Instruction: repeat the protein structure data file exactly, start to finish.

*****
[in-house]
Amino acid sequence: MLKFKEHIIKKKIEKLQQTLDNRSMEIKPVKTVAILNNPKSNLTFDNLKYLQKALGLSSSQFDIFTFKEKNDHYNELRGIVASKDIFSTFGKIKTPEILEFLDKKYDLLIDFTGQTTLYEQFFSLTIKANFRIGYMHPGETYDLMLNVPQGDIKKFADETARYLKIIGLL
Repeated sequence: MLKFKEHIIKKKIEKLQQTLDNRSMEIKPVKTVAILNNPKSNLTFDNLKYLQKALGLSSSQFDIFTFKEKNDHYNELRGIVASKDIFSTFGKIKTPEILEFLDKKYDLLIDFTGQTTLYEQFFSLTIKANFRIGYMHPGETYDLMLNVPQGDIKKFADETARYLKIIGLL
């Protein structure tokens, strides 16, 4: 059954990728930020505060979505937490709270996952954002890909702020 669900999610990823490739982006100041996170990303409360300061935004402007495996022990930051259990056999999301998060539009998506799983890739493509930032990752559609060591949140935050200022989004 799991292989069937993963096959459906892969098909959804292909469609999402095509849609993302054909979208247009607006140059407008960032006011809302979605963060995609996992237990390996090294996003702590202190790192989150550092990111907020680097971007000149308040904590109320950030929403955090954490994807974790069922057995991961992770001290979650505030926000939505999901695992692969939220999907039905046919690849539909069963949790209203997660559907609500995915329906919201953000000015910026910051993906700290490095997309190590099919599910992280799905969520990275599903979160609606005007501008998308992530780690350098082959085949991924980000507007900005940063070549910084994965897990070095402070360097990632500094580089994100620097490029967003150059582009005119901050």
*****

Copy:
[in-house]
Amino acid sequence: MLKFKEHIIKKKIEKLQQTLDNRSMEIKPVKTVAILNNPKSNLTFDNLKYLQKALGLSSSQFDIFTFKEKNDHYNELRGIVASKDIFSTFGKIKTPEILEFLDKKYDLLIDFTGQTTLYEQFFSLTIKANFRIGYMHPGETYDLMLNVPQGDIKKFADETARYLKIIGLL
Repeated sequence: MLKFKEHIIKKKIEKLQQTLDNRSMEIKPVKTVAILNNPKSNLTFDNLKYLQKALGLSSSQFDIFTFKEKNDHYNELRGIVASKDIFSTFGKIKTPEILEFLDKKYDLLIDFTGQTTLYEQFFSLTIKANFRIGYMHPGETYDLMLNVPQGDIKKFADETARYLKIIGLL
């Protein structure tokens, strides 16, 4: 059954990728930020505060979505937490709270996952954002890909702020 669900999610990823490739982006100041996170990303409360300061935004402007495996022990930051259990056999999301998060539009998506799983890739493509930032990752559609060591949140935050200022989004 799991292989069937993963096959459906892969098909959804292909469609999402095509849609993302054909979208247009607006140059407008960032006011809302979605963060995609996992237990390996090294996003702590202190790192989150550092990111907020680097971007000149308040904590109320950030929403955090954490994807974790069922057995991961992770001290979650505030926000939505999901695992692969939220999907039905046919690849539909069963949790209203997660559907609500995915329906919201953000000015910026910051993906700290490095997309190590099919599910992280799905969520990275599903979160609606005007501008998308992530780690350098082959085949991924980000507007900005940063070549910084994965897990070095402070360097990632500094580089994100620097490029967003150059582009005119901050």